Wednesday, July 28, 2010

Ten Things I Loved About Denmark: Number Seven... Graveyards

Since I've done no creating in the past month and have another week of vacation with my family planned, I'll be posting some of the highlights of my trip....

You can tell so much about a society by how they honor their dead.  Starting with the Vikings who sent the bodies of warriors on a burning ship into the sunset, and culminating in glorious graveyards which pay tribute to ancestors, the Danes have taken respect for their ancestors to a level much higher than we have in the United States.  

Kolding Lutheran Church of My Family

This is the church where my grandmother was baptized and confirmed.  Its cemetery also holds more than a dozen of her ancestors, her grandparents, and several of her siblings.  Each plot is carefully outlined with shrubs or flowers, and meticulously manicured.

As in most Danish church yards, after fifty years, the bodies are removed and the plots are resold...  unless the family pays to have the plots remain undisturbed.  Our family has a trust which covers the maintenance of the many graves at this church.  I feel so fortunate to have been to the graveside of so many of my forefathers.  


Another favorite grave site was in Skagen, which is at the northern most tip of Denmark.  There is not much good soil on this wind whipped plot, so the families decorate the grave sites with rocks from the shore.  I loved these two examples of hearts.  I could just feel the love and loss of those left behind.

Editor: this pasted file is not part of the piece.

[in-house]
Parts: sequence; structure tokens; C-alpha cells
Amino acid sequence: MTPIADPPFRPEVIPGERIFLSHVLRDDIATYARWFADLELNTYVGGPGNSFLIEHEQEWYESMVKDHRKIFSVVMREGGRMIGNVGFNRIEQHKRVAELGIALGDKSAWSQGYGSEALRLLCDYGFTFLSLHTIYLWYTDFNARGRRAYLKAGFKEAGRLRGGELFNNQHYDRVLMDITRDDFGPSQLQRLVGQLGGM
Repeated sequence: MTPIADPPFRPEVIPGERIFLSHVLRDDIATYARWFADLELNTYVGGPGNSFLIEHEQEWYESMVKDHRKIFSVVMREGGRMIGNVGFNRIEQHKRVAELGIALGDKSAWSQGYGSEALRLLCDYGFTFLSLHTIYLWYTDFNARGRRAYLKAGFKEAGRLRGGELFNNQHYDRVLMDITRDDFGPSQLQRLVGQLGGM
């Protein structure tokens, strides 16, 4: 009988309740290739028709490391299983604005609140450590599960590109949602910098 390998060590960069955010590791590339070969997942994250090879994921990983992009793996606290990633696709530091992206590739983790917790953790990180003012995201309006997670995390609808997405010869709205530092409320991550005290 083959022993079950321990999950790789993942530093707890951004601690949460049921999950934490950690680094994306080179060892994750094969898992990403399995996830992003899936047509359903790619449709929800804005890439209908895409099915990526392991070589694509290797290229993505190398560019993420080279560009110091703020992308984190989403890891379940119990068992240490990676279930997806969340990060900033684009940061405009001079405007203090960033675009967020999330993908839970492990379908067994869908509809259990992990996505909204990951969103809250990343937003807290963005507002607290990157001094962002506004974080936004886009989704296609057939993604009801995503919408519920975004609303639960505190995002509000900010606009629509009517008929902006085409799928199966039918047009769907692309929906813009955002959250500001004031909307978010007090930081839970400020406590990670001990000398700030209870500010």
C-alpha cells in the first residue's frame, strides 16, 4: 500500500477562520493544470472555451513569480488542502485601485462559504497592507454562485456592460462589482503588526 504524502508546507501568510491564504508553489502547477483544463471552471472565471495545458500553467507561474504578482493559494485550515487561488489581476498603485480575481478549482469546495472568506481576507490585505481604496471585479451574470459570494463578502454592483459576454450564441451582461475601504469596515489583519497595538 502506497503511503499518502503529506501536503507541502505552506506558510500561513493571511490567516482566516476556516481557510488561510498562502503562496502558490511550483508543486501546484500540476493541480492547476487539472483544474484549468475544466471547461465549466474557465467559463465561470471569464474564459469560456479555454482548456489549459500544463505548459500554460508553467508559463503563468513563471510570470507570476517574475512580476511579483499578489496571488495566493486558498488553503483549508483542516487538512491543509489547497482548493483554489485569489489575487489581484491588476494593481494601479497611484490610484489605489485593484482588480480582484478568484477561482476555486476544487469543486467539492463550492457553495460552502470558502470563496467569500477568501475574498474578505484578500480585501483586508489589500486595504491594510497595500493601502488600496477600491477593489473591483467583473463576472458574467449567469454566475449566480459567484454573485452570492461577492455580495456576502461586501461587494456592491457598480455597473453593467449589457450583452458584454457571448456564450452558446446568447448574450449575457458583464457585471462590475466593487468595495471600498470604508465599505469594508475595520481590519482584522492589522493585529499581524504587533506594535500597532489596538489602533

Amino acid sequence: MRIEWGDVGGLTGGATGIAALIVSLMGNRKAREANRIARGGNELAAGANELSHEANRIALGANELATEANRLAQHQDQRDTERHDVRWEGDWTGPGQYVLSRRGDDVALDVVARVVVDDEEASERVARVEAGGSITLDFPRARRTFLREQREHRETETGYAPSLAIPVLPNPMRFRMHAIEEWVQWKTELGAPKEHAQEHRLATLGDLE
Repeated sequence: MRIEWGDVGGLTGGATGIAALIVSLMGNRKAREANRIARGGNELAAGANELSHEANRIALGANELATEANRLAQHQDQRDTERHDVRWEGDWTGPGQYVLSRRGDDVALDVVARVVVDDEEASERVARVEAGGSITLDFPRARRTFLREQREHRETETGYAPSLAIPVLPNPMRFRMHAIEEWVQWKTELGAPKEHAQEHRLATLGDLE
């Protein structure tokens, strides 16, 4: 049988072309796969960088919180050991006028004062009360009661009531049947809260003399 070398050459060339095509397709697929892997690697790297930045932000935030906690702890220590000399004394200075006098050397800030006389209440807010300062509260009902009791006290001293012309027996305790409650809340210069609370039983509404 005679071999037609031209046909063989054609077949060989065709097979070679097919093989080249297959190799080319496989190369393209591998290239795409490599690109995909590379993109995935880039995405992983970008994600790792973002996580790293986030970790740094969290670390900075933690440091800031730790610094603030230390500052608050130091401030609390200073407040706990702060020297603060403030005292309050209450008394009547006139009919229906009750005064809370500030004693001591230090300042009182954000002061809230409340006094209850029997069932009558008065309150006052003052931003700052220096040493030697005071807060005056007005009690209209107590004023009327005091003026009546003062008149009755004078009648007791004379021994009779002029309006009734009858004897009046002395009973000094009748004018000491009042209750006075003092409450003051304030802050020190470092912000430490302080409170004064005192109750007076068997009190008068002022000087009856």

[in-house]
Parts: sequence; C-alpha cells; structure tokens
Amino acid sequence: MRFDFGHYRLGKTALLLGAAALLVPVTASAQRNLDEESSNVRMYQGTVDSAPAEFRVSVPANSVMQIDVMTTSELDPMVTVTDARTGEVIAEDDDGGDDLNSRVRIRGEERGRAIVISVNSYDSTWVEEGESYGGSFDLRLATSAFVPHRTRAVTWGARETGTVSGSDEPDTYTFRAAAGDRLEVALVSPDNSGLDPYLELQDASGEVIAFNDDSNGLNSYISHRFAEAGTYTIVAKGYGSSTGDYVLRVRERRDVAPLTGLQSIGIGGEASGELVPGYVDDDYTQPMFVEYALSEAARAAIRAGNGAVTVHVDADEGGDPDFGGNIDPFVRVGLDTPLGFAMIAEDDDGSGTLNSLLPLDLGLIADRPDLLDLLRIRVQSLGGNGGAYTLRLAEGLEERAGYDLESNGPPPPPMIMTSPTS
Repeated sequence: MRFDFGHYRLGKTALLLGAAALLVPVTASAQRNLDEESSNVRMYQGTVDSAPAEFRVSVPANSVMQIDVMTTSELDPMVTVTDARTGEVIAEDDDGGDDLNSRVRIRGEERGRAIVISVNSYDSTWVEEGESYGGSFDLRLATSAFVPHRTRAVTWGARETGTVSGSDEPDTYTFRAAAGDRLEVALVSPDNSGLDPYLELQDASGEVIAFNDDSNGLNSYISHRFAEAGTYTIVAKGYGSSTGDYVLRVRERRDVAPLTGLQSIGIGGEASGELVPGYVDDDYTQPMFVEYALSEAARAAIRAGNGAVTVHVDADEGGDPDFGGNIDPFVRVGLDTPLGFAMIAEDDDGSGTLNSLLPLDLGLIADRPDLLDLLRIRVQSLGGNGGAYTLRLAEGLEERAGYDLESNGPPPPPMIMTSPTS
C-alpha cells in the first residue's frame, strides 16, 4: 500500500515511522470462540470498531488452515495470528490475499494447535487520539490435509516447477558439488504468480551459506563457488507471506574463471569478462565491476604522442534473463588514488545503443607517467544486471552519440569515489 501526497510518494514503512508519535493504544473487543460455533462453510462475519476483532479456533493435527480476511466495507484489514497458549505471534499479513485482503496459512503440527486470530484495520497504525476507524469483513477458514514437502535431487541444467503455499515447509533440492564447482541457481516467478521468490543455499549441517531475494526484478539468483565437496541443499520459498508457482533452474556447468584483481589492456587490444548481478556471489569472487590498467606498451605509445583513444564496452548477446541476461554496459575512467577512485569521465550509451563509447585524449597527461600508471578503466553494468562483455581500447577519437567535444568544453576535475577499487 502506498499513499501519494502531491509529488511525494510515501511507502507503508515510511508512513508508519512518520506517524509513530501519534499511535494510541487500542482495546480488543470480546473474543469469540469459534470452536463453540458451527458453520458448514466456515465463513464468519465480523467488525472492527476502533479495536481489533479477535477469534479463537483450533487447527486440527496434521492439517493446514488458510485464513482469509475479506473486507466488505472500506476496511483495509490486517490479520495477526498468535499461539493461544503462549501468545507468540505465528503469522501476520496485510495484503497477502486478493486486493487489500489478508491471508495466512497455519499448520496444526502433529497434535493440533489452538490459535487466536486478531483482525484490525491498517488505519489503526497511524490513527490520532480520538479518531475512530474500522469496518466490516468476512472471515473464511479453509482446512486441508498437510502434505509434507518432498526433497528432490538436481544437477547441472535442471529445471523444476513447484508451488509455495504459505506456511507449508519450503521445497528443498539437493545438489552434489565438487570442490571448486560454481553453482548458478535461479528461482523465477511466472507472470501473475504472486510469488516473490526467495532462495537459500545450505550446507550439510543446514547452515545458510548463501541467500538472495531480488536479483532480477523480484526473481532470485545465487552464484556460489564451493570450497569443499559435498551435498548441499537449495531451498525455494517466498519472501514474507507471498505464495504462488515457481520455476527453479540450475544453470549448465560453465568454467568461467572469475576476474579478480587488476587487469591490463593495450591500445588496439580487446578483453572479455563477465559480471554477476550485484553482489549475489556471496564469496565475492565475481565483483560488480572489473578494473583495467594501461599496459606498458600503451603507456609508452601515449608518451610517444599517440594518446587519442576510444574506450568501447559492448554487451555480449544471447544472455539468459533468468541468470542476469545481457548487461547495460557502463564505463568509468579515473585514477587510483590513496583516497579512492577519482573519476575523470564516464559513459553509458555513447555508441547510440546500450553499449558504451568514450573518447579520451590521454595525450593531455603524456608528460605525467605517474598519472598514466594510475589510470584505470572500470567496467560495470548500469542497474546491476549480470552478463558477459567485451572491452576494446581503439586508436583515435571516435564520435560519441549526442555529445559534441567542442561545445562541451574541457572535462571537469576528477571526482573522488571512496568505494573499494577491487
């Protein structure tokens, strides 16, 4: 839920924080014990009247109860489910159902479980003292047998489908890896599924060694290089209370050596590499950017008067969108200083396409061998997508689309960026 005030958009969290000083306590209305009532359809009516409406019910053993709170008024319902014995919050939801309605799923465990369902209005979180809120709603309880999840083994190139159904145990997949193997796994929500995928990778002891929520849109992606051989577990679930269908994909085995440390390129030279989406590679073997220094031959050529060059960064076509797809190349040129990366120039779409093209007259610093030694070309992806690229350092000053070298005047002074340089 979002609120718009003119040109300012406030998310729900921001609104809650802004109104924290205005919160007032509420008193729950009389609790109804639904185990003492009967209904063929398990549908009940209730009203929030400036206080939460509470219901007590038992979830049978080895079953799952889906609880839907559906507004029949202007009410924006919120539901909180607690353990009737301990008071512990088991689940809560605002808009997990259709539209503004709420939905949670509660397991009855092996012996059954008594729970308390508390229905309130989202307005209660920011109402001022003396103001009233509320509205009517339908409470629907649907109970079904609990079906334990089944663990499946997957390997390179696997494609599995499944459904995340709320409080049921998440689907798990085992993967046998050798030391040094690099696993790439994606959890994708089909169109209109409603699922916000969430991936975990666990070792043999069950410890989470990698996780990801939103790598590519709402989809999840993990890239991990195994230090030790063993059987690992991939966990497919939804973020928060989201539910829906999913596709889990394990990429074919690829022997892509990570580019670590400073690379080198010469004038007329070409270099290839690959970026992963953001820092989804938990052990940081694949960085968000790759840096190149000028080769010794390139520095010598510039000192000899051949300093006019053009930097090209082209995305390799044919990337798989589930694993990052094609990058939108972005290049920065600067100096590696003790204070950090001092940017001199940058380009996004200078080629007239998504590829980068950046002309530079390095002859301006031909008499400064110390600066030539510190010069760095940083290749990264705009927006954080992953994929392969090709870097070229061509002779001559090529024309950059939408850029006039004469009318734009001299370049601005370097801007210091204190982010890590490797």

This was one site where the gravestones which had been removed to make way for new burials had been pushed to the back of the grave yard and stood like sentinels, guarding the dead.

I tfound this interesting grave stone at a small church on the island of Aero.  I later learned that it was mass produced... and we saw many like it in other church yards.  It is still quite interesting, though.  I think it needs a little bird on one of the branches...

1 comment:

Lynne said...

I love the pictures of the rocks and gravestones AND your quilts of the map and birds. I am an art quilter too. The gravestones hit home for me. It is traditional in Judaism for people to leave stones on the gravestone instead of flowers because stones last for eternity and flowers shrivel and die. Don't know where the cemetery was located, but the tree stone is wonderful. Lynne

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